Introduction

Multiple myeloma (MM) is a result of a malignant transformation of plasma cells that is preceded by the presence of an asymptomatic clonal plasma cell expansion, a condition referred to as monoclonal gammopathy of undetermined significance (MGUS). We and others have shown familial aggregation of MM and MGUS. Evidence from epidemiologic, family and genome-wide association studies (GWAS) suggests a genetic component underlying MM etiology. GWAS have successfully established 17 common genetic risk loci for MM to date and recently, rare inherited susceptibility variants in the LSD1 / KDM1A and USP45 genes were identified in familial MM / MGUS kindreds. Family-based approaches may be used to elucidate genetic variation contributing to familial MM. Genetic linkage analysis has historically been used to detect the chromosomal location of disease genes. The objective of this study was to conduct a linkage analysis of MM / MGUS families to identify genomic regions for MM / MGUS.

Methods

Linkage analysis was performed on whole exome sequencing (WES) data generated from germline DNA extracted from peripheral blood from MM / MGUS families ascertained at four sites, of which 79 were selected with 2 or more affected members with any combination of MM or MGUS. Whole exome capture was performed using Agilent SureSelect 38 Mb paired end sequencing and ran on Illumina HiSeq 2000s/2500s; standard analyses for alignment (GRCh37) and quality control were conducted. The Genome Analysis Toolkit's (GATK) HaplotypeCaller in per-sample mode was used to jointly call all the samples together. Quality control included removing variants that had <75% call rate, <8x coverage, or minor allele frequency <0.01 (1KGenomes). The jointly called WES data from the 79 families consisted of 230 individuals, including 119 MM, 93 MGUS and 18 unaffected relatives. Additional early onset (defined as age <60) MM cases (n=400), sporadic MM cases (n=879) and controls (n=2389) were also included in the joint calling to be used for follow-up of linkage regions. We included independent variants defined as linkage disequilibrium (LD) r2 <0.05 using both PLINK 1.07's LD based variant pruner and also MERLIN's pairwise r2 cluster marker-marker modeling to ensure variant independence. After quality control and LD filtering: 12,946 variants remained. We conducted multipoint linkage analysis using MERLIN (Multipoint Engine for Rapid Likelihood Inference using the Lander-Green approach) and considered both non-parametric and parametric (dominant and recessive) models to test for co-segregation of chromosomal regions with MM / MGUS. A logarithm of the odds (LOD) score greater than 3.3 was significant evidence for linkage. Within the same families, we interrogated any suggestive regions by performing gene-level association tests using the PEDGENE R package to calculate burden and kernel statistics, accounting for family relationships. Follow-up of these genes in the early onset and sporadic MM cases and controls and interrogation of single variants driving the associations of these genes is ongoing.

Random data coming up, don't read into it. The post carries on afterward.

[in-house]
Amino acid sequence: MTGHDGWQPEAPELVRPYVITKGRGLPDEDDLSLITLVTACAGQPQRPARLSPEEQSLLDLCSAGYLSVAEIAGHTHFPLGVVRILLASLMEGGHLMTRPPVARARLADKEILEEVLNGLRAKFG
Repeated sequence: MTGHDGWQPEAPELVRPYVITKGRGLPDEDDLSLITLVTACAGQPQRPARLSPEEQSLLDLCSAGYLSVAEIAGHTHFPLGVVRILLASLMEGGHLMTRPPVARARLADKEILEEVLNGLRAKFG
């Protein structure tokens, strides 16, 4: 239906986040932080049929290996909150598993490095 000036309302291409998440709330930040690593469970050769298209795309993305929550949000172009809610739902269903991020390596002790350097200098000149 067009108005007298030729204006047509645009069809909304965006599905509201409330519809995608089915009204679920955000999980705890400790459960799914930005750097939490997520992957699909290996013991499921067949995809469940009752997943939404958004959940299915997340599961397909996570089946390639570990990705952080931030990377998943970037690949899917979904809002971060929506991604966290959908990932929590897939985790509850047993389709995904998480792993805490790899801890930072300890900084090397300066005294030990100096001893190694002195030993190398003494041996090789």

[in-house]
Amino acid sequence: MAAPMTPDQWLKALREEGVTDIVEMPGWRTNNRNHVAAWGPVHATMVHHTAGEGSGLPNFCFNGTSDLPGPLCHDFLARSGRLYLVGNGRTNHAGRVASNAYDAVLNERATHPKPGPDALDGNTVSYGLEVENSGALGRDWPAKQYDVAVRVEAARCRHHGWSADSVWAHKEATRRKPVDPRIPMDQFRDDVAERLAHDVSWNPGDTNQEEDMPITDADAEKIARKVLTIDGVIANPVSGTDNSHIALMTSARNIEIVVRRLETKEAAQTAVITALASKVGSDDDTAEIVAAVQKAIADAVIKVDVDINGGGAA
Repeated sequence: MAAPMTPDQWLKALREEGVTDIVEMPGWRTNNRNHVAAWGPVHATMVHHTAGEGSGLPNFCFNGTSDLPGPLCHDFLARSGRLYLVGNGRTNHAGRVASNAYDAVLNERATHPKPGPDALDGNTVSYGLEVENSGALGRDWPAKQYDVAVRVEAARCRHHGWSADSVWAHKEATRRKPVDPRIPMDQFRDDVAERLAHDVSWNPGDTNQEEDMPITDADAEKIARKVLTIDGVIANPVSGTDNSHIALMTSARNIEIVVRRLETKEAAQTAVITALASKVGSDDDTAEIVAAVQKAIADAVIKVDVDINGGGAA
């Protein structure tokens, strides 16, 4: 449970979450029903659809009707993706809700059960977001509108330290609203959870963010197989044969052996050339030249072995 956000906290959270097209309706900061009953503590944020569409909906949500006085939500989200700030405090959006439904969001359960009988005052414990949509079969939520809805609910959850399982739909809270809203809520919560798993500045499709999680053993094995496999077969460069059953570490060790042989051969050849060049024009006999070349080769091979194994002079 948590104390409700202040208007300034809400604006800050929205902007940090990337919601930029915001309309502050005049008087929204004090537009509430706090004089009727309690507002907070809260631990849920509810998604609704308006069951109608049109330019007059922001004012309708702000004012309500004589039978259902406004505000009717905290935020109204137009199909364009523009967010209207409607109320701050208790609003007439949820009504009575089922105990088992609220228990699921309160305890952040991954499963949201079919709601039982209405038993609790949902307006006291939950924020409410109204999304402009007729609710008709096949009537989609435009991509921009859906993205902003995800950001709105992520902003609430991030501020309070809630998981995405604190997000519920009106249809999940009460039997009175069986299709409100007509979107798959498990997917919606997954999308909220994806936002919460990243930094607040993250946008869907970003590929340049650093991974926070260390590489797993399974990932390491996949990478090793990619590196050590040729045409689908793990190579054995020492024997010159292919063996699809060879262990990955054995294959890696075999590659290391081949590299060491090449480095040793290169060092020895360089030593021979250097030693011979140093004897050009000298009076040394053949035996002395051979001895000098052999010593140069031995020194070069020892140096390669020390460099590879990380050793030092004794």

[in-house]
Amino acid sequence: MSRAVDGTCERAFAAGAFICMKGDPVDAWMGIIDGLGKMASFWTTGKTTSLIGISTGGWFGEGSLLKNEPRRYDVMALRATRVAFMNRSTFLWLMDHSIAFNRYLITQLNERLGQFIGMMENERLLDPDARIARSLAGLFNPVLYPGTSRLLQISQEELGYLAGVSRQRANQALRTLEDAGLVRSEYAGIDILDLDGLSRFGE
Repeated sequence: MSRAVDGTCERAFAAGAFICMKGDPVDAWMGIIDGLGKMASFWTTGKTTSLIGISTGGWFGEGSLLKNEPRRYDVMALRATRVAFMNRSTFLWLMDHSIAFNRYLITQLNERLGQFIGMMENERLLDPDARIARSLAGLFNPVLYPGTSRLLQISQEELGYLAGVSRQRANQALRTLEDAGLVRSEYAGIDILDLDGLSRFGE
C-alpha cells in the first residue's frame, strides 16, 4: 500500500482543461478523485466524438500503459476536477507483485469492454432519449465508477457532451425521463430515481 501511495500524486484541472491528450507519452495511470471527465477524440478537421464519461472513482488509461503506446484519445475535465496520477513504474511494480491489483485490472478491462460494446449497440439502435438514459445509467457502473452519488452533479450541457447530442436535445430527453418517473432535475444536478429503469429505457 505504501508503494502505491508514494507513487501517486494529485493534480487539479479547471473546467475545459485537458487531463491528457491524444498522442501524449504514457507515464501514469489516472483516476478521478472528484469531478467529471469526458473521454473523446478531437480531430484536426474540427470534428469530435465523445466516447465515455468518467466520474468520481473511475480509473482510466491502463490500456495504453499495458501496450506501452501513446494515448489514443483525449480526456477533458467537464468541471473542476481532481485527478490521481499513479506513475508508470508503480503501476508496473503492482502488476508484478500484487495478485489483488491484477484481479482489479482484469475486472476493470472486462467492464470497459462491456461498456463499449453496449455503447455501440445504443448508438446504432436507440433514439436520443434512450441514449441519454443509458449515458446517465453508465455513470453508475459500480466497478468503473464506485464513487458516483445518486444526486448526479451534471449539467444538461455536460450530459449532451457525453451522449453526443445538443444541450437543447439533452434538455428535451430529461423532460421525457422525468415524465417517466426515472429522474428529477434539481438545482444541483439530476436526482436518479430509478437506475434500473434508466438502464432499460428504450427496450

Results

Among the 79 families, 28 consisted of two or more MM, 41 had two or more MM and MGUS cases and 10 had two or more MGUS. Analyses of the 79 MM / MGUS families identified chromosome 6 at 123420001-149070000 BP region, with evidence for linkage by the non-parametric model (LOD score=3.3) and supportive evidence for linkage by the dominant parametric model (LOD=2.5) (Figure). The chromosome 6 region, which is outside the HLA-region, contains a total of 72 genes. Using gene-level association tests, we identified four genes within the region (MOXD1, TRDN, ADAT2, LTV1) that were associated within MM / MGUS in the family cases (p<0.05).

Discussion

We found evidence for a locus on chromosome 6 linked to MM / MGUS. Four genes in this region may be associated with MM / MGUS in these families. Follow-up of these genes/variants in high-risk individuals (early-onset / age <60), sporadic cases and controls will help elucidate genetic mechanisms contributing to familial MM / MGUS. In addition, we demonstrate the benefit of applying a linkage analysis framework to familial WES data for discovery of genomic regions influencing MM / MGUS.

Disclosures

Dumontet:Roche: Research Funding; Merck: Consultancy, Membership on an entity's Board of Directors or advisory committees; Janssen: Honoraria; Sanofi: Honoraria. Kumar:AbbVie: Membership on an entity's Board of Directors or advisory committees, Research Funding; Janssen: Membership on an entity's Board of Directors or advisory committees, Research Funding; Celgene: Membership on an entity's Board of Directors or advisory committees, Research Funding; AbbVie: Membership on an entity's Board of Directors or advisory committees, Research Funding; Oncopeptides: Membership on an entity's Board of Directors or advisory committees; Takeda: Membership on an entity's Board of Directors or advisory committees; Merck: Membership on an entity's Board of Directors or advisory committees, Research Funding; Celgene: Membership on an entity's Board of Directors or advisory committees, Research Funding; KITE: Membership on an entity's Board of Directors or advisory committees, Research Funding; Novartis: Research Funding; Roche: Research Funding; Janssen: Membership on an entity's Board of Directors or advisory committees, Research Funding; KITE: Membership on an entity's Board of Directors or advisory committees, Research Funding.

Author notes

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Asterisk with author names denotes non-ASH members.